”That declaration made us take action,” says Chuck, who owns a construction-management company. ”To say, when a child is only two, that this is his future – we just couldn’t accept that. It was the wrong answer.”
The Gardeners leaped into gear: Sarah ransacked educational materials while Chuck delved into autism research. He soon discovered the gaping voids in the field’s biomedical data — and in its cross-disciplinary network. ”The researchers weren’t talking to the clinicians, and they weren’t talking to the educators, which was where most of the work was being done.”
The Gardners began to advocate for more biomedical research and for a place where parents, educators and scientists could meet on common ground to share ideas and information. They brainstormed with other families who had children with autism, including four fathers Chuck calls the stakeholders: government consultant Rick Rollens, state investment officer Rick Hayes, businessman Steve Beneto and cardiologist Louis Vismara, M.D.
Meanwhile, chaos raged at home. Chas suffered from severe gastrointestinal problems and insomnia. ”At night he’d lie on the floor and roll around like a fish out of water, screaming and flailing his limbs, and we’d sit there and go, ‘What did we do?” says Sarah. ”We would sleep in shifts, one to two hours at a time. Sometimes it was so stressful, we’d both stay up because we didn’t want to leave the other one alone. Even our doctor couldn’t tell us what was going on. It got to the point where Chuck and I were walking zombies because we were so exhausted. We were going through life, and in a sense we still do, with a white-knuckle grip on the day.”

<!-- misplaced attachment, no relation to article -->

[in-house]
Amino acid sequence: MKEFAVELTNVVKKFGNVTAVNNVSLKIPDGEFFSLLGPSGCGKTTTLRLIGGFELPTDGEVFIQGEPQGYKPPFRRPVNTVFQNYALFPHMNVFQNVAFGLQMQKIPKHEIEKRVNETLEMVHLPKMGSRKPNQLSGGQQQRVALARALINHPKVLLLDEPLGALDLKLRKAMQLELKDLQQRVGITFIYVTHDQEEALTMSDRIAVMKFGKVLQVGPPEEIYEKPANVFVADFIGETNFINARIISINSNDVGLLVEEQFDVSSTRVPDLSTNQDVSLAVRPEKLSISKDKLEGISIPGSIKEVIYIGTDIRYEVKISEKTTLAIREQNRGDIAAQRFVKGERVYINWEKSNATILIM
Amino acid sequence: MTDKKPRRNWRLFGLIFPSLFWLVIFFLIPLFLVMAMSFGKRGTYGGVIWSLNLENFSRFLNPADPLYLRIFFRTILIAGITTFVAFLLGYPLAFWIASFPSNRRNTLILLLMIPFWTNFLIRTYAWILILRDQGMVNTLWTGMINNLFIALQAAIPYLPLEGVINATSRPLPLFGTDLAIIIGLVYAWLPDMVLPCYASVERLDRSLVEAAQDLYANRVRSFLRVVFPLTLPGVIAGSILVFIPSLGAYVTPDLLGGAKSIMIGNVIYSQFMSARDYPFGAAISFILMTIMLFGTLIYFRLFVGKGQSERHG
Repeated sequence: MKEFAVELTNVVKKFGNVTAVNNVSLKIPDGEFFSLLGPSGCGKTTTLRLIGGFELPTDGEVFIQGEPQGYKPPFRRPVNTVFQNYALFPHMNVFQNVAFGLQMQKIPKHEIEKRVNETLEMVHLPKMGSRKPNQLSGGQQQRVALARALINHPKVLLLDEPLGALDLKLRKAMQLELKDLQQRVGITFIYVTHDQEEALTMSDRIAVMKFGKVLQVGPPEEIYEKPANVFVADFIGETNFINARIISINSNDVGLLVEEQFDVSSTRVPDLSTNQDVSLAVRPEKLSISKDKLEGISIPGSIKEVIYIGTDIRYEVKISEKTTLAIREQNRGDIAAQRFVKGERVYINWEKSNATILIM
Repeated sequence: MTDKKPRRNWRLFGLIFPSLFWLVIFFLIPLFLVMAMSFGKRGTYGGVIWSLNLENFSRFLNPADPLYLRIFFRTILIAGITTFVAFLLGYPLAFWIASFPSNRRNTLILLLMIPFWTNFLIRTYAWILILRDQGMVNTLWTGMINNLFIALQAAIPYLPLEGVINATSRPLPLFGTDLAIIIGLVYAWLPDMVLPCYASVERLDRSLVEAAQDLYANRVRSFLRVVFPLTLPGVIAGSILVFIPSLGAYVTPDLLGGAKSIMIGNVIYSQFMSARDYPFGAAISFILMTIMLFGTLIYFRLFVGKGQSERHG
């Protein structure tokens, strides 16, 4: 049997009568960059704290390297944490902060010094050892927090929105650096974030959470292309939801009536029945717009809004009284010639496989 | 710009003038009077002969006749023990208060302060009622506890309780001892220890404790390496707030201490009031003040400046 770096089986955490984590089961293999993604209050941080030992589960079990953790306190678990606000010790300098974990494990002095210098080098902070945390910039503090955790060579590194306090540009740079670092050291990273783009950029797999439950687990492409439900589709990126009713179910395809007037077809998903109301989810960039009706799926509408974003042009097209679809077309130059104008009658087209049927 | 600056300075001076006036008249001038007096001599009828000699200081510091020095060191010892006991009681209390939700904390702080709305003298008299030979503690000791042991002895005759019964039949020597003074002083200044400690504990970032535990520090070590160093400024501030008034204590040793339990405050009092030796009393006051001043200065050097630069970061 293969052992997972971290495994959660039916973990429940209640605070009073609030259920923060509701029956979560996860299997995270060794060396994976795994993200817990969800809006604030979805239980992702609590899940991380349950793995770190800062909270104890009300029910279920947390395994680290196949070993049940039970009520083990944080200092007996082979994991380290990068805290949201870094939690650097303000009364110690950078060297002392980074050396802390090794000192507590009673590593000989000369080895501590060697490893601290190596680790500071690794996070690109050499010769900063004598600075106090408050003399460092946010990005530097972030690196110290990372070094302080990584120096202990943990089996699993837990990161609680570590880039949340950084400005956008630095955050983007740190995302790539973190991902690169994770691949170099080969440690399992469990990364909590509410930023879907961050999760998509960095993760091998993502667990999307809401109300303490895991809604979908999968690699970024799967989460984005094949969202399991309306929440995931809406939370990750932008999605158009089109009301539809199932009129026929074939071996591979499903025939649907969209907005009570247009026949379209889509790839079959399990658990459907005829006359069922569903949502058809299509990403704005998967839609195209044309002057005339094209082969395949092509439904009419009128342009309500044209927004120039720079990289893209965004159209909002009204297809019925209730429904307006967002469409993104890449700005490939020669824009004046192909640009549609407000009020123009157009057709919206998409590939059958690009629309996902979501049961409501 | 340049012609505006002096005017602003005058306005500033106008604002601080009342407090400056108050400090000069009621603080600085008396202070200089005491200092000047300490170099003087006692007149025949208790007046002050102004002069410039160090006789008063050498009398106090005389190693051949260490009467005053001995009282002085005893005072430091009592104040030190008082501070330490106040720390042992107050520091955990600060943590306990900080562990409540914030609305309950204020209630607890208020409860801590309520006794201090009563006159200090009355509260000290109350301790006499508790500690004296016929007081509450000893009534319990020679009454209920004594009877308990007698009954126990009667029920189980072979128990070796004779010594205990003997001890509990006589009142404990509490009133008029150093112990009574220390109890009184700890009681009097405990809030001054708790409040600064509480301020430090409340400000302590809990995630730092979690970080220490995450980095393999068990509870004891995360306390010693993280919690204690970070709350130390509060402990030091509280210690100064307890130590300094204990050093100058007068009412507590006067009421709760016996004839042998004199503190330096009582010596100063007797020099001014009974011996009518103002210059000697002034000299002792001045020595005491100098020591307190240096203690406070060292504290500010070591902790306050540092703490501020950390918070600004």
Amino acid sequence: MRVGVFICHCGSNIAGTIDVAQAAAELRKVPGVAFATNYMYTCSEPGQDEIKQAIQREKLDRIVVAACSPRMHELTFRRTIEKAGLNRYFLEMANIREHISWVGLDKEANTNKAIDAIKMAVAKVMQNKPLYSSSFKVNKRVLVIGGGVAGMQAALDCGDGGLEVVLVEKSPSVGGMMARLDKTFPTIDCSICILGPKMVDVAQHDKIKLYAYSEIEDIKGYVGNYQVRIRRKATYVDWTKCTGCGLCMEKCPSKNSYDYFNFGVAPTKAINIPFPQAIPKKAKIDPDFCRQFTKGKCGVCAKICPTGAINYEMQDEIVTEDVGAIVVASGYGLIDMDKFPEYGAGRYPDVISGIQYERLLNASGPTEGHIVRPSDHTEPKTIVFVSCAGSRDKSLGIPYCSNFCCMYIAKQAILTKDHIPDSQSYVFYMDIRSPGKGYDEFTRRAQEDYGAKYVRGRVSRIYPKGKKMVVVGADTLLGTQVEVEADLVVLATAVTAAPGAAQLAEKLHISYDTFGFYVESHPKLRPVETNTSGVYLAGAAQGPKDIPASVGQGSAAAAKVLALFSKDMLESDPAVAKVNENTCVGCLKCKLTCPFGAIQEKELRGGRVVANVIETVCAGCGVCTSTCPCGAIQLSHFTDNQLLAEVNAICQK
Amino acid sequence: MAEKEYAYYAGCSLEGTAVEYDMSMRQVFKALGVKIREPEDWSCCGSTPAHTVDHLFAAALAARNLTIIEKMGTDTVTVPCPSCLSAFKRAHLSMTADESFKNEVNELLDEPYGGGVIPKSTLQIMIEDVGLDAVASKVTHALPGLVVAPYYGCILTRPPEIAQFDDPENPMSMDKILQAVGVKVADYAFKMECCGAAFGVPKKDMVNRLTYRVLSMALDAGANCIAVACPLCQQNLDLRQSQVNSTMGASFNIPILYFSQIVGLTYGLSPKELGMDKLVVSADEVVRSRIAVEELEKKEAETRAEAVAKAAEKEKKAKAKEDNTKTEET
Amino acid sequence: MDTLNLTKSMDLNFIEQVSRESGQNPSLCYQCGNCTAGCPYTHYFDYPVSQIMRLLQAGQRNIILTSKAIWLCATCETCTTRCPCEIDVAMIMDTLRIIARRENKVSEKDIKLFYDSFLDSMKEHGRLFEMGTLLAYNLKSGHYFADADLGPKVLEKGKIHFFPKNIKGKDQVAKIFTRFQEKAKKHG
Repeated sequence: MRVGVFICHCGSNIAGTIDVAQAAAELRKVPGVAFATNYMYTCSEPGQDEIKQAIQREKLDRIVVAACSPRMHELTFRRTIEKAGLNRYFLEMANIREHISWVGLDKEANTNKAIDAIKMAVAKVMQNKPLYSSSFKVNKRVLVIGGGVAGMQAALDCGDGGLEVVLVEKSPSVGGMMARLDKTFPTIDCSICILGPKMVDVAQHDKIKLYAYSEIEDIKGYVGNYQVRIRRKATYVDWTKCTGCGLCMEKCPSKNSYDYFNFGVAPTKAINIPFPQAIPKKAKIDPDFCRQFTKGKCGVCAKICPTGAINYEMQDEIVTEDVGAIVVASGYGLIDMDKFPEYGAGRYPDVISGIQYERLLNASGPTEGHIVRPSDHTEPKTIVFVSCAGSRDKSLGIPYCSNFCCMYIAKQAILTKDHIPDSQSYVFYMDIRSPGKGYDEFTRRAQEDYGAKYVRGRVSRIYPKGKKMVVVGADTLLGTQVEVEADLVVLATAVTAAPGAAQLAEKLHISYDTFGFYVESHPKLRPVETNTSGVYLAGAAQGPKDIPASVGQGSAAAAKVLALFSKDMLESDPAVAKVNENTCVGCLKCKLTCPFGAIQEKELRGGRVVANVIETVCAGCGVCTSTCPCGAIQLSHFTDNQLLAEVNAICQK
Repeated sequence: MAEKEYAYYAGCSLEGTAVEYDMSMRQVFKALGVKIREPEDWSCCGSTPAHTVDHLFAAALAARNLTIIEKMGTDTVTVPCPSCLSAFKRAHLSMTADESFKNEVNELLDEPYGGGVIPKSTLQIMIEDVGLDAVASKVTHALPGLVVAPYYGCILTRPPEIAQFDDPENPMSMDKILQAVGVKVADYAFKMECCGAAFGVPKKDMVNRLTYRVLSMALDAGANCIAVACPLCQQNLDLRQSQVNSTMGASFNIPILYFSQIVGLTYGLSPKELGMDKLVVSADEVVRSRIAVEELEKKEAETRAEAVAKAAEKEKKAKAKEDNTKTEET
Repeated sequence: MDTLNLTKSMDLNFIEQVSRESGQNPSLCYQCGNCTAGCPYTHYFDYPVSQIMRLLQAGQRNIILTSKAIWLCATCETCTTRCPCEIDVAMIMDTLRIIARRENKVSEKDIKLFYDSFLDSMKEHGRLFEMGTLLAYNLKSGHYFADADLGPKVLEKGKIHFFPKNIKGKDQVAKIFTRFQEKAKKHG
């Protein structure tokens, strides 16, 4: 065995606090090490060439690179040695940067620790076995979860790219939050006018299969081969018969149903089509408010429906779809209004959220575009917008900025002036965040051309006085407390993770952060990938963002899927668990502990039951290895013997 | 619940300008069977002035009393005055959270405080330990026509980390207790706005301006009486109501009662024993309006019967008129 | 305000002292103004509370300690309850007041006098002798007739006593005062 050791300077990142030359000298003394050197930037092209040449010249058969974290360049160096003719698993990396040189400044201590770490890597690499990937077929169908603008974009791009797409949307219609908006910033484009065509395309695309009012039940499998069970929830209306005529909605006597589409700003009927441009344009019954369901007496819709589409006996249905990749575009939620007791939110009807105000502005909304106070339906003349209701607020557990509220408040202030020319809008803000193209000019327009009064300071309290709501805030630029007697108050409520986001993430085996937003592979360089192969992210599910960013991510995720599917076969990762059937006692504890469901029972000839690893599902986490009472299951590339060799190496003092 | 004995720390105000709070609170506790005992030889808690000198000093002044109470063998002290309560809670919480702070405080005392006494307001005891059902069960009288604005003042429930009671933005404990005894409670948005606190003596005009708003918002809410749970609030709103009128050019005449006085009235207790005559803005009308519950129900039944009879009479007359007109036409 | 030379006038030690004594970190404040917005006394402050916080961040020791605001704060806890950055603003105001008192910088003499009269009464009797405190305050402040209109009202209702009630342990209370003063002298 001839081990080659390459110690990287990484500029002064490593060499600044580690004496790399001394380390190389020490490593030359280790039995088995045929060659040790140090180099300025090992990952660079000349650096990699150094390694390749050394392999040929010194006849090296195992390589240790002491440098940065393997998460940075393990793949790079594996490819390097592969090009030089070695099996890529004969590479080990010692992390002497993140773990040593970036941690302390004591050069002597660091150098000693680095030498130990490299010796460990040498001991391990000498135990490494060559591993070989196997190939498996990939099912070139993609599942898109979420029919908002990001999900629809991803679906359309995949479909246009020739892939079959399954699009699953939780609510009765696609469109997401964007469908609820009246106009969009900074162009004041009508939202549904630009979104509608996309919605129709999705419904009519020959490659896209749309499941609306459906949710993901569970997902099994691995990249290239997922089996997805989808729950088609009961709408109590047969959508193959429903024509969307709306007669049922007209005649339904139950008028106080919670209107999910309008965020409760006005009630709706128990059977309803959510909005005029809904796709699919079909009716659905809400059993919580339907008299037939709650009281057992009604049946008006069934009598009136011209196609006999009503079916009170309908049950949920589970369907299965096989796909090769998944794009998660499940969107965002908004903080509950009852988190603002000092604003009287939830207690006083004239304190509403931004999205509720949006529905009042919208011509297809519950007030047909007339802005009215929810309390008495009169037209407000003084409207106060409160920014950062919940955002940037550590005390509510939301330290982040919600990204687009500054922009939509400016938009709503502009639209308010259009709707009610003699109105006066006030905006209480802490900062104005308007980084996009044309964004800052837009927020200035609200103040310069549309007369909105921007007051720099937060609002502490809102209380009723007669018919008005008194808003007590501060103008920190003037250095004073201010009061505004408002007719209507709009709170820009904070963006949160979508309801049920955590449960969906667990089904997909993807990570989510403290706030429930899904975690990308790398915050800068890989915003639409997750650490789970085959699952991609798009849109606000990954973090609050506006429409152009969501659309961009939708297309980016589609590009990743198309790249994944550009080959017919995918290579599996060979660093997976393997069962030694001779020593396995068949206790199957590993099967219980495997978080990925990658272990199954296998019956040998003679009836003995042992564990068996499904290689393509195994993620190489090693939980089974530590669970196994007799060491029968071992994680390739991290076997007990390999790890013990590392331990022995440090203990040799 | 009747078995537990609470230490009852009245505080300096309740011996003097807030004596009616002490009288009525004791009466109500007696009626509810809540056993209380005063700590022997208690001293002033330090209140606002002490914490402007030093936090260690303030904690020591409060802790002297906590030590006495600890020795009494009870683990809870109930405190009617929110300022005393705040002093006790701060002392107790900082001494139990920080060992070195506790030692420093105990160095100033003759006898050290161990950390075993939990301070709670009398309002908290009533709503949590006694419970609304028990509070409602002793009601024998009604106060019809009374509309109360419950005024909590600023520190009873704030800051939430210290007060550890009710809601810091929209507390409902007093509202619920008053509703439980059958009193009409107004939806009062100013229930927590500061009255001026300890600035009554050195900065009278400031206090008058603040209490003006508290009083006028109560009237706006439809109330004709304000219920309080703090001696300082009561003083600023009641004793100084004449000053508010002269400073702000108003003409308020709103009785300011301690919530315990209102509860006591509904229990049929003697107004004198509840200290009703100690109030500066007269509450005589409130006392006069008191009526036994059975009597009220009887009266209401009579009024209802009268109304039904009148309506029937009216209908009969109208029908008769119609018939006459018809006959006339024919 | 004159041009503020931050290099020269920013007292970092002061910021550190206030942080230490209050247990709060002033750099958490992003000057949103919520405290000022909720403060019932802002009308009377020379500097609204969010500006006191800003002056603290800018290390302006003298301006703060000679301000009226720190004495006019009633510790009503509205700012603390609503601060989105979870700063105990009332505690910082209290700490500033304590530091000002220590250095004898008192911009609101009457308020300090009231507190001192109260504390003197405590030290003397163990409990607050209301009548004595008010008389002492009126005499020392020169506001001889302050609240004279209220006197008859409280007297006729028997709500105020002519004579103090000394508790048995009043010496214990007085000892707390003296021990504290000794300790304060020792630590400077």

Sympathetic to the Gardner’s plight and intriqued by their idea of a new research center, a friend introduced Chuck to Hibbard Williams, M.D., dean emeritus of the UC Davis School of Meicine, and Tom Anders, M.D., executive associate dean of the medical school. They, in turn, arranged a meeting with a panel of UC Davis scientists, who heard Gardner out, then attached a price tag to his dream. ”Rick Rollins asked, ’How’d it go?’” recalls Chuck. “I said, ’It went great! All we need to do is raise $5 million!”